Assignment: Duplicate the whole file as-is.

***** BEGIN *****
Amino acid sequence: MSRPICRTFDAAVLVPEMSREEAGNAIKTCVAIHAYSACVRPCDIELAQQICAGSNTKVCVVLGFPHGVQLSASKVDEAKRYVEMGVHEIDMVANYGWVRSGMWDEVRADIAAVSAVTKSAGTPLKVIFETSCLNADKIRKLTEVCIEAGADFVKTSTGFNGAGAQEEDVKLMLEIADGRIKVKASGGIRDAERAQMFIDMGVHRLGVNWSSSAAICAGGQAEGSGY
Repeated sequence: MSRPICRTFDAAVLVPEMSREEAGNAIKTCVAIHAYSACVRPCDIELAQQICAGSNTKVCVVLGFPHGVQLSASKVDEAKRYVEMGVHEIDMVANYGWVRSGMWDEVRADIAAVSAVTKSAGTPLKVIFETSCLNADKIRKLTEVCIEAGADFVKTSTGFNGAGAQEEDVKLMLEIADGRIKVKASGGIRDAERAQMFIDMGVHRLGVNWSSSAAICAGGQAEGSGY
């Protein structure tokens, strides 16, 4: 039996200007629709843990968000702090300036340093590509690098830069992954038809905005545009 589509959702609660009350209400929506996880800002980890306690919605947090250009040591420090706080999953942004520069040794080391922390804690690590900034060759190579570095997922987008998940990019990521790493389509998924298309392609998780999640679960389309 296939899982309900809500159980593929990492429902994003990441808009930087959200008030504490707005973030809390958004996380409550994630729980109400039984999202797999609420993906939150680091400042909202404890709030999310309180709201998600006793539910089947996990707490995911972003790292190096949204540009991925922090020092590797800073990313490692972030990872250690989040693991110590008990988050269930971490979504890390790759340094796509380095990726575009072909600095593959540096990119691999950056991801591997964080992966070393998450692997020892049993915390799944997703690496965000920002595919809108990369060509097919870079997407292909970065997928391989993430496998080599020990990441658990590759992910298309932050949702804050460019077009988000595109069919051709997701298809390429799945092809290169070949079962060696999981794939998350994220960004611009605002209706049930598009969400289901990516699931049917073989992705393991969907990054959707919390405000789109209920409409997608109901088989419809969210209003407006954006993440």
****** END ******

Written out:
Amino acid sequence: MSRPICRTFDAAVLVPEMSREEAGNAIKTCVAIHAYSACVRPCDIELAQQICAGSNTKVCVVLGFPHGVQLSASKVDEAKRYVEMGVHEIDMVANYGWVRSGMWDEVRADIAAVSAVTKSAGTPLKVIFETSCLNADKIRKLTEVCIEAGADFVKTSTGFNGAGAQEEDVKLMLEIADGRIKVKASGGIRDAERAQMFIDMGVHRLGVNWSSSAAICAGGQAEGSGY
Repeated sequence: MSRPICRTFDAAVLVPEMSREEAGNAIKTCVAIHAYSACVRPCDIELAQQICAGSNTKVCVVLGFPHGVQLSASKVDEAKRYVEMGVHEIDMVANYGWVRSGMWDEVRADIAAVSAVTKSAGTPLKVIFETSCLNADKIRKLTEVCIEAGADFVKTSTGFNGAGAQEEDVKLMLEIADGRIKVKASGGIRDAERAQMFIDMGVHRLGVNWSSSAAICAGGQAEGSGY
């Protein structure tokens, strides 16, 4: 039996200007629709843990968000702090300036340093590509690098830069992954038809905005545009 589509959702609660009350209400929506996880800002980890306690919605947090250009040591420090706080999953942004520069040794080391922390804690690590900034060759190579570095997922987008998940990019990521790493389509998924298309392609998780999640679960389309 296939899982309900809500159980593929990492429902994003990441808009930087959200008030504490707005973030809390958004996380409550994630729980109400039984999202797999609420993906939150680091400042909202404890709030999310309180709201998600006793539910089947996990707490995911972003790292190096949204540009991925922090020092590797800073990313490692972030990872250690989040693991110590008990988050269930971490979504890390790759340094796509380095990726575009072909600095593959540096990119691999950056991801591997964080992966070393998450692997020892049993915390799944997703690496965000920002595919809108990369060509097919870079997407292909970065997928391989993430496998080599020990990441658990590759992910298309932050949702804050460019077009988000595109069919051709997701298809390429799945092809290169070949079962060696999981794939998350994220960004611009605002209706049930598009969400289901990516699931049917073989992705393991969907990054959707919390405000789109209920409409997608109901088989419809969210209003407006954006993440």